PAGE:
Per ThomsonReuter’s This Week in Earnings, the “forward 4-quarter” earnings estimate for the SP 500 fell $0.14 this past week to $120.60, from $120.74.
The forward p.e ratio is now 15.25(x) the forward estimate.
The PEG on the SP 500 using the forward estimate is now 2.36(x), with the average PEG since July 1, ’13 being 2.18(x). The PEG has gravitated around the 2(x) – 2.25(x) for some time.
The year-over-year growth rate of the forward estimate was 6.45% last week, vs 6.56% last week. The “average” y/y growth rate since July 1 ’13 has been 6.89%.
The SP 500 has gyrated around the 12/31/13 closing level of 1,848.36. Friday’s close on the SP 500 is/was 1,838.70.
There has been a lot of chatter about the “2-year Presidential Cycle” which could portend a flat SP 500 until the fall of ’14. There is always a theory circulating about why the market is doing this and that, and there is always a historical pattern that can be applied to current markets (the causality of the pattern is what usually remains in question), but my own conclusion is that, until the forward growth rate breaks above the high 7%, low 8% growth rate, the SP 500 could be range-bound for a bit.
Another leg higher for the forward growth rate, should be the logical foundation for another round of p.e expansion for the SP 500.
That is just one opinion. The 2-year Presidential Cycle and it’s historical pattern works too.
Does the Earnings Data Tell Me Anything Actionable ?
Reading, recording and tracking the SP 500 earnings data each week, can be somewhat tedious. The important element to all this analysis is that the data has to be telling me something useful in terms of potential trends, and it must be worth acting upon to be useful to myself and readers. Sometimes the weekly earnings recaps are just old news, and I have to resist reaching conclusions that just aren’t there.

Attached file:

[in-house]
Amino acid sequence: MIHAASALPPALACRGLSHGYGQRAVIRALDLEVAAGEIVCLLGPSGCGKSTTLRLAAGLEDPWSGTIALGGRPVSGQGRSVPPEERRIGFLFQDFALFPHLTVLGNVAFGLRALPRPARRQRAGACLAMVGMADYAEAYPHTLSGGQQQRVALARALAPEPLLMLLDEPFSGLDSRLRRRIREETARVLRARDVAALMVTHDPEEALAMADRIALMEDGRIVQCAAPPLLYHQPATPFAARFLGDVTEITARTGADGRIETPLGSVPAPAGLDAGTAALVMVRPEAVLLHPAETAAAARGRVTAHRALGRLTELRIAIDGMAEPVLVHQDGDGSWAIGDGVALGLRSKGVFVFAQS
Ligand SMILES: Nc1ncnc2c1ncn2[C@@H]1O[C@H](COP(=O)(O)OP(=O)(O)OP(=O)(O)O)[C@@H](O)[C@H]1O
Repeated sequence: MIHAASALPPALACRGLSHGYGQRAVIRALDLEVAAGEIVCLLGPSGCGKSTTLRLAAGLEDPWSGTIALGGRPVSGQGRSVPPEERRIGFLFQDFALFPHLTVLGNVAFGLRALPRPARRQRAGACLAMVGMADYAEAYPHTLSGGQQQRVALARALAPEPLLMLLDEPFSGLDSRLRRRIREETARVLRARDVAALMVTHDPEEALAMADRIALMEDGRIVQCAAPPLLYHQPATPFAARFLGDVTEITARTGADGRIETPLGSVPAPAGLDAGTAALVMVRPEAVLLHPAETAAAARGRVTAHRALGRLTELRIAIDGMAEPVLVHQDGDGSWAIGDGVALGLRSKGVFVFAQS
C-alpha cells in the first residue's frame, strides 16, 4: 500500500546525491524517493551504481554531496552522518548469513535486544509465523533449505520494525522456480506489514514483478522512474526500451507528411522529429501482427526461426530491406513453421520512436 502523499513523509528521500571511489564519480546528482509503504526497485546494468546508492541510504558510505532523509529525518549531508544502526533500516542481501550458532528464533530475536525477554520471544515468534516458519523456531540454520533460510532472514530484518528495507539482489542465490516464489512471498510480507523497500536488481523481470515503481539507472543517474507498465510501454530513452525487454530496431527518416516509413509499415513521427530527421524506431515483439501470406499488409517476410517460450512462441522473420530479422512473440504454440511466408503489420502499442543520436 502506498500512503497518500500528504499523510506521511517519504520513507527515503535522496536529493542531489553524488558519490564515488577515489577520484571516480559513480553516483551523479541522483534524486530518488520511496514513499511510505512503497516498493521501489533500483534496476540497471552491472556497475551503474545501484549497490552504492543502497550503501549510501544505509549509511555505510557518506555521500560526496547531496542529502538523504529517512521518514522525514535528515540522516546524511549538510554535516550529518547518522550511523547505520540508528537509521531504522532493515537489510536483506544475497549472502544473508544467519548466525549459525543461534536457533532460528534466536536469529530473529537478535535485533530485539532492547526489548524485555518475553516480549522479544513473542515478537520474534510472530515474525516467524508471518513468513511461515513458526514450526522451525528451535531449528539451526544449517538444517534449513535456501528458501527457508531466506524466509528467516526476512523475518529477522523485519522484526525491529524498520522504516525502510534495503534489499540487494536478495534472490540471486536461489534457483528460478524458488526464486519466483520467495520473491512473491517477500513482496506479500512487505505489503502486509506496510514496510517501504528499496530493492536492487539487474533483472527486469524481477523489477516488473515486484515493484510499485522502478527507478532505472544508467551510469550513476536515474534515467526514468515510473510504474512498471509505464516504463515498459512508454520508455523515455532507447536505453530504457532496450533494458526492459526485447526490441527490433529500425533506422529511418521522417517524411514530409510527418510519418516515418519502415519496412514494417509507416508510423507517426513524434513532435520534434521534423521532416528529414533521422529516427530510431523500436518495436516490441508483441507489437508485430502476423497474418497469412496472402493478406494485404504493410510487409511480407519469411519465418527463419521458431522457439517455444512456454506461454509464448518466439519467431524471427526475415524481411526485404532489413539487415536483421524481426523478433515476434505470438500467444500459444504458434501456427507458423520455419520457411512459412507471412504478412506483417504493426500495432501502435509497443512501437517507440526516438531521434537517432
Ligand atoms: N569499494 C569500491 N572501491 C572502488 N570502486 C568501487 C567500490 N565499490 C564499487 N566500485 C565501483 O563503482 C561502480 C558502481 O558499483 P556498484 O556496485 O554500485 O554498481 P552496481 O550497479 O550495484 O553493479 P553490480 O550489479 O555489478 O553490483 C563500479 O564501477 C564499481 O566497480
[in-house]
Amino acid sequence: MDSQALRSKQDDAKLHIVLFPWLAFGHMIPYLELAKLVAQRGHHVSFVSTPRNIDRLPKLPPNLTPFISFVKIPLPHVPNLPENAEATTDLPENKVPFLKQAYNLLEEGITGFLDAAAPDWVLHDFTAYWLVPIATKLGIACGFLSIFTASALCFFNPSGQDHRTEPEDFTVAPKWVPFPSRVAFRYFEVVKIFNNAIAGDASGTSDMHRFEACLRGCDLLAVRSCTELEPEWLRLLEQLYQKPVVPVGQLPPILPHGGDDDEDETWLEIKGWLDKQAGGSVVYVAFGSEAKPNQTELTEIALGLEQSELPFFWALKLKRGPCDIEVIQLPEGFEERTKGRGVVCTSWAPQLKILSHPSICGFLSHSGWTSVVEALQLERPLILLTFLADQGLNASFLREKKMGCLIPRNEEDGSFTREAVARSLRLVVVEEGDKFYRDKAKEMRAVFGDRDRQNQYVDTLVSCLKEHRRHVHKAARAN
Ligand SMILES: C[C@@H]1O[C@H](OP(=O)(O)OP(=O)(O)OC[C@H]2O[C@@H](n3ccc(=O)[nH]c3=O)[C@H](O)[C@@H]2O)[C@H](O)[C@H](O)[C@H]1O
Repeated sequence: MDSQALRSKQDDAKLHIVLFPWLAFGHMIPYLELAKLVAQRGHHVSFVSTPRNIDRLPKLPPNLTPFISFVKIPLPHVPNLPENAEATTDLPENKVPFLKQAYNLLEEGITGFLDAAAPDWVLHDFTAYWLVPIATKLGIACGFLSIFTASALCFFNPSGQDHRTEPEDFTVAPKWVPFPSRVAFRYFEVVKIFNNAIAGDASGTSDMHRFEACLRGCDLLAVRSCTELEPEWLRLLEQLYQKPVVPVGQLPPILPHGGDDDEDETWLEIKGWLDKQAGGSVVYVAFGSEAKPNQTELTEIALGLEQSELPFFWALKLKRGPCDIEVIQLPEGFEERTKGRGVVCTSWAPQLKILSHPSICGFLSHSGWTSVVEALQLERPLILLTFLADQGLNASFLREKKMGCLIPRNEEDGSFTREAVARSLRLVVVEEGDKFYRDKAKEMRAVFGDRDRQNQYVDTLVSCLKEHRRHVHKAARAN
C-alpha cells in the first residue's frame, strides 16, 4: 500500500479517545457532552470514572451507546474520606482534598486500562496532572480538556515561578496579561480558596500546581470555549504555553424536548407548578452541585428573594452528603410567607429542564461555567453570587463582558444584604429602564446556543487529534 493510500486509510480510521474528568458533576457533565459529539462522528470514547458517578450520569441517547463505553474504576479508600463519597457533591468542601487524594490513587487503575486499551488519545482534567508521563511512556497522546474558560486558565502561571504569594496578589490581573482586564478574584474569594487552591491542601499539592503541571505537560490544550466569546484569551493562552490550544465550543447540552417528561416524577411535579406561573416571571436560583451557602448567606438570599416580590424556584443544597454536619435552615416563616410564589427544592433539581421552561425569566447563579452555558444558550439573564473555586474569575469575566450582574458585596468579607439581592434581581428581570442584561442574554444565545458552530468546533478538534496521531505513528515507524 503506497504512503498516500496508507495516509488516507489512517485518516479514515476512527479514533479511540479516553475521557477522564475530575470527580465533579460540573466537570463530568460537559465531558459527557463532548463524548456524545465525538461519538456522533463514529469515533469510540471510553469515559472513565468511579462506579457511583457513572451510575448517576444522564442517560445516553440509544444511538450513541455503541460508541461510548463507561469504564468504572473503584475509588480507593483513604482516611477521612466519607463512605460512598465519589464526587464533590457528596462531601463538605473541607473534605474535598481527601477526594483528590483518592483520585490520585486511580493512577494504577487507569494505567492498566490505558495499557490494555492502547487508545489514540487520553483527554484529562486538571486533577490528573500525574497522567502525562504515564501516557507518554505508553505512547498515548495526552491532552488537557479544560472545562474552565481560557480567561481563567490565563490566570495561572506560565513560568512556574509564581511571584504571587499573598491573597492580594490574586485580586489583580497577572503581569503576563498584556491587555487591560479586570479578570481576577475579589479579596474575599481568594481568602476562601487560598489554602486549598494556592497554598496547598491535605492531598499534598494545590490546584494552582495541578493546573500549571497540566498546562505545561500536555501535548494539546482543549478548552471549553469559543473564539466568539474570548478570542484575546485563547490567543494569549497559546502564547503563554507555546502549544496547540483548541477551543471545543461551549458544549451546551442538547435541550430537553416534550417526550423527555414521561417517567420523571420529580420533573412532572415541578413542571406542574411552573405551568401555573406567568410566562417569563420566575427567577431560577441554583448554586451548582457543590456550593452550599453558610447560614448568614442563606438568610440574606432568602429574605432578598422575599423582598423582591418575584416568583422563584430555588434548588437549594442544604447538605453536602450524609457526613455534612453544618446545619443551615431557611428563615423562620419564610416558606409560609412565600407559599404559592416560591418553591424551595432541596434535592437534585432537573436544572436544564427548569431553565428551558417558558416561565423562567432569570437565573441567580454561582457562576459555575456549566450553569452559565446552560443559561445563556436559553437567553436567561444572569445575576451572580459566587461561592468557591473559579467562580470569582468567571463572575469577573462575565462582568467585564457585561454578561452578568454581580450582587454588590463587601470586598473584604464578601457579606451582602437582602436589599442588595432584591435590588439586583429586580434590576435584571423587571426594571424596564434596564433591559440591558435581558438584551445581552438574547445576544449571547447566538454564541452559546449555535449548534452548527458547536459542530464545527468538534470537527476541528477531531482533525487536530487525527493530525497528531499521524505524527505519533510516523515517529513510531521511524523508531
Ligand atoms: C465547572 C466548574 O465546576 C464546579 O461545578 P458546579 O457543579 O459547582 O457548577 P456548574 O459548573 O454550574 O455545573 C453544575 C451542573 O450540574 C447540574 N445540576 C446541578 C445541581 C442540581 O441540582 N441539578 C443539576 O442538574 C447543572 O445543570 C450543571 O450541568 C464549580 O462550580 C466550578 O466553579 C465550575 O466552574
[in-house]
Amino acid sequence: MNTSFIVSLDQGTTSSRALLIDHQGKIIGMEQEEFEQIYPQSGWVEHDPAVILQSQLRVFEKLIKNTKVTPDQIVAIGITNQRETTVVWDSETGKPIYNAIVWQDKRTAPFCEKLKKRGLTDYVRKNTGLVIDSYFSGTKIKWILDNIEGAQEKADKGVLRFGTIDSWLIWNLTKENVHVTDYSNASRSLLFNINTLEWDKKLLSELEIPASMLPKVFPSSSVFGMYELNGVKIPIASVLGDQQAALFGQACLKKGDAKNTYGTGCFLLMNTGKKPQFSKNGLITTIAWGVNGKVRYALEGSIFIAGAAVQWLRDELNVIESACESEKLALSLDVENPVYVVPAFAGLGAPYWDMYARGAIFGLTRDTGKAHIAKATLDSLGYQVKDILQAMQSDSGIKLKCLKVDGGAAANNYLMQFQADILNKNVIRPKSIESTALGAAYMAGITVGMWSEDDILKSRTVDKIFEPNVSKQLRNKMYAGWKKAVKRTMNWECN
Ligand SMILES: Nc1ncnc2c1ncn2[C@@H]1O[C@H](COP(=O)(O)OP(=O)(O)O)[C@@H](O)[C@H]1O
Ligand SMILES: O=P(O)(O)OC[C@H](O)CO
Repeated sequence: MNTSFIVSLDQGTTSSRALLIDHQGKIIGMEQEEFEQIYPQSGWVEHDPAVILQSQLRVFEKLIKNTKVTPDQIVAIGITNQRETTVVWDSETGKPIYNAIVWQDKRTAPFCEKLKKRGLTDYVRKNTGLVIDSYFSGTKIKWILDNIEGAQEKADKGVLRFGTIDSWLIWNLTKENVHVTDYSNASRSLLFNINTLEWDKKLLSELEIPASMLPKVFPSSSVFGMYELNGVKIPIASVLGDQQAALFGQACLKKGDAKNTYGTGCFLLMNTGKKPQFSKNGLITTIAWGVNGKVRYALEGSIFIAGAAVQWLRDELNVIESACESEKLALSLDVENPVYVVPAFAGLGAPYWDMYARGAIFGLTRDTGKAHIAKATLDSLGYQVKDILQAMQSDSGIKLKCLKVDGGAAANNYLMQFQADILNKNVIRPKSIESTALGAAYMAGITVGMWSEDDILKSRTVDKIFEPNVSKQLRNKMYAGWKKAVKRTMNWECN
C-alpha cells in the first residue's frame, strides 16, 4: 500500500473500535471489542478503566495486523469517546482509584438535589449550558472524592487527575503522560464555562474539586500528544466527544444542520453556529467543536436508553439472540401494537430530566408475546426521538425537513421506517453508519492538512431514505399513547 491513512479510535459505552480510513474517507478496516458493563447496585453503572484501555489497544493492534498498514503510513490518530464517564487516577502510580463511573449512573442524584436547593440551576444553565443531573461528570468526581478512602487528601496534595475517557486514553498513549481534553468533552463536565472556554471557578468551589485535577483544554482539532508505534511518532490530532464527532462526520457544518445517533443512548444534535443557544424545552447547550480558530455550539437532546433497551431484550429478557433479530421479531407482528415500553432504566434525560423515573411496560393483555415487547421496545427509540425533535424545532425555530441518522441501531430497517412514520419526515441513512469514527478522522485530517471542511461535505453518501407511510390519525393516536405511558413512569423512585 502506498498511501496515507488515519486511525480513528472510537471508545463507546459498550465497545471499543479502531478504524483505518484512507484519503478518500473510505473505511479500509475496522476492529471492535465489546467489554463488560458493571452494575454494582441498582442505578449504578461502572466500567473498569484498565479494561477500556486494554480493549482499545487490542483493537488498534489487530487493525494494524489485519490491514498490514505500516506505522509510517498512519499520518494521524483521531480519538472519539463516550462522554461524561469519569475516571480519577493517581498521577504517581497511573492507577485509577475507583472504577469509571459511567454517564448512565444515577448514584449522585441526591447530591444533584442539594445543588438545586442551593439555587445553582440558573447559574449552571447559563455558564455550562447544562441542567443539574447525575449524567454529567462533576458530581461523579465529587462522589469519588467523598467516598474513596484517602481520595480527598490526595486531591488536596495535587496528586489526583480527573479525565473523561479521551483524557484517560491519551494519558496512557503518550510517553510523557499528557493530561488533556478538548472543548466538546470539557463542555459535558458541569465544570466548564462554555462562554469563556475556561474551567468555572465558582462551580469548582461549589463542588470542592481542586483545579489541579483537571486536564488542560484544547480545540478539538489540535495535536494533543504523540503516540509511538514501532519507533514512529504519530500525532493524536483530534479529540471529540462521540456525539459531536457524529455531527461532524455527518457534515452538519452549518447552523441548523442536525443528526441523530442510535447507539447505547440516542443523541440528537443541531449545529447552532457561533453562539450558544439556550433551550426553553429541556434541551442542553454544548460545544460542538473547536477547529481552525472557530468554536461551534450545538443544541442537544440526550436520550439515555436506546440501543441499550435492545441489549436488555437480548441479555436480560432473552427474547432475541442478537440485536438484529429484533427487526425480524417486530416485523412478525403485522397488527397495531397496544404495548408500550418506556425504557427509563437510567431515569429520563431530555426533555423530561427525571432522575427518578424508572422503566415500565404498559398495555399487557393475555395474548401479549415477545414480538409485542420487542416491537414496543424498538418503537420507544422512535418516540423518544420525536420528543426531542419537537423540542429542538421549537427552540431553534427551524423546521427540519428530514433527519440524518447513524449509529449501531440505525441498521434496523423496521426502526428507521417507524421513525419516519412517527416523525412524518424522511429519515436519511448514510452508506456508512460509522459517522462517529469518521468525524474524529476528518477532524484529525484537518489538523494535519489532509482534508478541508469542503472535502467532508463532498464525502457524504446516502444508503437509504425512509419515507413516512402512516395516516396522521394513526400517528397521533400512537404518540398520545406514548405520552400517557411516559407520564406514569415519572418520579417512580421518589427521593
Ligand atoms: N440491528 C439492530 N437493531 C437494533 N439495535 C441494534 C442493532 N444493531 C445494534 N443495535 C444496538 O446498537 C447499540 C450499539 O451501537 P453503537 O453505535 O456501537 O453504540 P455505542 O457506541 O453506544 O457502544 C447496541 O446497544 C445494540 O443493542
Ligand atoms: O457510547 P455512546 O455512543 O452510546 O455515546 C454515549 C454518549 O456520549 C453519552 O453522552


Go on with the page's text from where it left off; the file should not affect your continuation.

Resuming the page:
Here is how q4 ’13 earnings growth estimates have changed for each sector of the SP 500 since Oct 1, ’13:
Consumer Disc: +7.4%, +14.2% (decline of 680 bp’s in sector growth expectations)
Consumer Staples: +4.2%, +6.9% (decline of 270 bp’s)
Energy: -10.4%, -1.5% (decline of 890 bp’s)
Financials: +23.0%, +25.2% ( decline of 220 bp’s)
HealthCare: +6%, +8.20% (decline of 220 bp’s)
Industrials: +11.5%, +17.3% (decline of 580 bp’s)
Materials: +6.7%, +12.9% (decline of 620 bp’s)
Technology: +5.3%, +7.7% (decline of 240 bp’s)
Telco: +22.7%, +19.6% (improvement of 310 bp’s)
Utilities: -4.1%, -4.1% (no change in expected growth)
SP 500: +7%, +11% (decline of 400 bp’s)
Nothing is really abnormal about this except for this week, when we saw the overall expected growth estimate for the SP 500 fall from 7.3% last week to 7% this week. Usually as the quarter’s earnings start to get reported, the year-over-year growth rate starts to improve.
Telecom is the only sector to show an improvement in expected growth since 10/1/13.
Energy’s y/y earnings decline of 10% is the worst of all 10 sectors, but 2014 might prove to be better than what we are seeing in q4 ’13.
How does full year 2014 SP 500 earnings growth look today ?
Here is the change in full-year 2014 sector growth estimates from 10/1/13 to 1/17/14:
Consumer Discretionary: +13.2%, +18.7 (decline of 550 bp’s)
Consumer Staples: +9.9%, +10.8% (decline of 90 bp’s)
Energy: +12.3%, +10.7% (improvement of 160 bp’s)
Financials: +11%, +9.3% (improvement of 170 bp’s)
HlthCare: +8.3%, +9.6% (decline of 130 bp’s)